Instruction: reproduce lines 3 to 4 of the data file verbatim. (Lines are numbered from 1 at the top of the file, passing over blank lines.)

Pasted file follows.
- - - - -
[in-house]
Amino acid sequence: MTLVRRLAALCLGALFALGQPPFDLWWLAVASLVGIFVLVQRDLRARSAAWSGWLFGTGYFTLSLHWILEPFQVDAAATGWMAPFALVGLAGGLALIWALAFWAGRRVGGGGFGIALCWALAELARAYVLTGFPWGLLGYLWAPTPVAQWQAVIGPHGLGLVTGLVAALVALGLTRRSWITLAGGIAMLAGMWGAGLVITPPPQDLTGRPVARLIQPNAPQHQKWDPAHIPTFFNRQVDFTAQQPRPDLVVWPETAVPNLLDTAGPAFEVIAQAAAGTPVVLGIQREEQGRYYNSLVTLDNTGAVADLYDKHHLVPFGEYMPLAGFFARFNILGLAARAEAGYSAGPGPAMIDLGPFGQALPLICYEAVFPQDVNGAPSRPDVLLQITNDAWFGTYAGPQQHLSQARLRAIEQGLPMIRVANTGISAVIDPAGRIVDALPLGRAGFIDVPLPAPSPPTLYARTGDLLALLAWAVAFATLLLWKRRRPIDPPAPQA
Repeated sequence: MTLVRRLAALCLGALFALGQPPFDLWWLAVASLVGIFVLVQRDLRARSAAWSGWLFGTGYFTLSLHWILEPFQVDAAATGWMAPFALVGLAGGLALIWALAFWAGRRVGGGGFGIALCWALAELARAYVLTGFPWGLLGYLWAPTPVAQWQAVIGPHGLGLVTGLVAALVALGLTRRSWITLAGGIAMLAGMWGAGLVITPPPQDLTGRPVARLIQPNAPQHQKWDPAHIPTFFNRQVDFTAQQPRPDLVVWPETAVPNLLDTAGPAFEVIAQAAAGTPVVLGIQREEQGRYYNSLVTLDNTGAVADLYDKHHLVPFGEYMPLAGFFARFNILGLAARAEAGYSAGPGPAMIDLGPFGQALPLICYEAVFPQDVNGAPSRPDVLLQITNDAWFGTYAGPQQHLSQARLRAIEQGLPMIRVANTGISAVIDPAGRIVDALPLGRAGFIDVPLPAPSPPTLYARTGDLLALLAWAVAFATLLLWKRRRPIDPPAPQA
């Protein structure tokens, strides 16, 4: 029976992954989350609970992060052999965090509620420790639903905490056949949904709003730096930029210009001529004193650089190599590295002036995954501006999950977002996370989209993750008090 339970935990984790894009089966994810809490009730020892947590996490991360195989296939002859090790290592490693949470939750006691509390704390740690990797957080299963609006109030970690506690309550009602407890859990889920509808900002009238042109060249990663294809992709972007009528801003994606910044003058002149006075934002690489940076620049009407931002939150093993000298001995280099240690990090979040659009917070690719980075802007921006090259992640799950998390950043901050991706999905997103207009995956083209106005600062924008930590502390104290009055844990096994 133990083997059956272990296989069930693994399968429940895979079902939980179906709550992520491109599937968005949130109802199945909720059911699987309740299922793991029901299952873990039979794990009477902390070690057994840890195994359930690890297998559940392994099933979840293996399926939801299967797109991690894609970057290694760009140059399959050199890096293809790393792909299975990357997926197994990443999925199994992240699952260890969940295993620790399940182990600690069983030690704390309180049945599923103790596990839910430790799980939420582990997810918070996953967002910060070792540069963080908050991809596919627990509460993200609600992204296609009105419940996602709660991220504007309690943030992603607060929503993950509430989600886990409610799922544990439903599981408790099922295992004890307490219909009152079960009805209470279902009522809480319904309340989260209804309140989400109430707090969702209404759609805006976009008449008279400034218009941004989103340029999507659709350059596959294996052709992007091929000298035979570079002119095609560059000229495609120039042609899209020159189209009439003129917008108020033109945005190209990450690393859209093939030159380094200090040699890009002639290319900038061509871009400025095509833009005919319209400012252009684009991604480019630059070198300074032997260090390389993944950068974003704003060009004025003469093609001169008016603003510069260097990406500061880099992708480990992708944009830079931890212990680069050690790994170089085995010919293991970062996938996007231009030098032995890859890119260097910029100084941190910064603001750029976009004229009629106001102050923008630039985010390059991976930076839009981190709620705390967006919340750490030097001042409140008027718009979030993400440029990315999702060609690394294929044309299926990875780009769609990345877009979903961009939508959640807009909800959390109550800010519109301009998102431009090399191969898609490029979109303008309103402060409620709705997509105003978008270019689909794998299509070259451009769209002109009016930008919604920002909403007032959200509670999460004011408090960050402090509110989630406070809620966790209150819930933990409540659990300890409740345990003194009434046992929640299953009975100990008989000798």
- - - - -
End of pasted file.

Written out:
Repeated sequence: MTLVRRLAALCLGALFALGQPPFDLWWLAVASLVGIFVLVQRDLRARSAAWSGWLFGTGYFTLSLHWILEPFQVDAAATGWMAPFALVGLAGGLALIWALAFWAGRRVGGGGFGIALCWALAELARAYVLTGFPWGLLGYLWAPTPVAQWQAVIGPHGLGLVTGLVAALVALGLTRRSWITLAGGIAMLAGMWGAGLVITPPPQDLTGRPVARLIQPNAPQHQKWDPAHIPTFFNRQVDFTAQQPRPDLVVWPETAVPNLLDTAGPAFEVIAQAAAGTPVVLGIQREEQGRYYNSLVTLDNTGAVADLYDKHHLVPFGEYMPLAGFFARFNILGLAARAEAGYSAGPGPAMIDLGPFGQALPLICYEAVFPQDVNGAPSRPDVLLQITNDAWFGTYAGPQQHLSQARLRAIEQGLPMIRVANTGISAVIDPAGRIVDALPLGRAGFIDVPLPAPSPPTLYARTGDLLALLAWAVAFATLLLWKRRRPIDPPAPQA
């Protein structure tokens, strides 16, 4: 029976992954989350609970992060052999965090509620420790639903905490056949949904709003730096930029210009001529004193650089190599590295002036995954501006999950977002996370989209993750008090 339970935990984790894009089966994810809490009730020892947590996490991360195989296939002859090790290592490693949470939750006691509390704390740690990797957080299963609006109030970690506690309550009602407890859990889920509808900002009238042109060249990663294809992709972007009528801003994606910044003058002149006075934002690489940076620049009407931002939150093993000298001995280099240690990090979040659009917070690719980075802007921006090259992640799950998390950043901050991706999905997103207009995956083209106005600062924008930590502390104290009055844990096994 133990083997059956272990296989069930693994399968429940895979079902939980179906709550992520491109599937968005949130109802199945909720059911699987309740299922793991029901299952873990039979794990009477902390070690057994840890195994359930690890297998559940392994099933979840293996399926939801299967797109991690894609970057290694760009140059399959050199890096293809790393792909299975990357997926197994990443999925199994992240699952260890969940295993620790399940182990600690069983030690704390309180049945599923103790596990839910430790799980939420582990997810918070996953967002910060070792540069963080908050991809596919627990509460993200609600992204296609009105419940996602709660991220504007309690943030992603607060929503993950509430989600886990409610799922544990439903599981408790099922295992004890307490219909009152079960009805209470279902009522809480319904309340989260209804309140989400109430707090969702209404759609805006976009008449008279400034218009941004989103340029999507659709350059596959294996052709992007091929000298035979570079002119095609560059000229495609120039042609899209020159189209009439003129917008108020033109945005190209990450690393859209093939030159380094200090040699890009002639290319900038061509871009400025095509833009005919319209400012252009684009991604480019630059070198300074032997260090390389993944950068974003704003060009004025003469093609001169008016603003510069260097990406500061880099992708480990992708944009830079931890212990680069050690790994170089085995010919293991970062996938996007231009030098032995890859890119260097910029100084941190910064603001750029976009004229009629106001102050923008630039985010390059991976930076839009981190709620705390967006919340750490030097001042409140008027718009979030993400440029990315999702060609690394294929044309299926990875780009769609990345877009979903961009939508959640807009909800959390109550800010519109301009998102431009090399191969898609490029979109303008309103402060409620709705997509105003978008270019689909794998299509070259451009769209002109009016930008919604920002909403007032959200509670999460004011408090960050402090509110989630406070809620966790209150819930933990409540659990300890409740345990003194009434046992929640299953009975100990008989000798």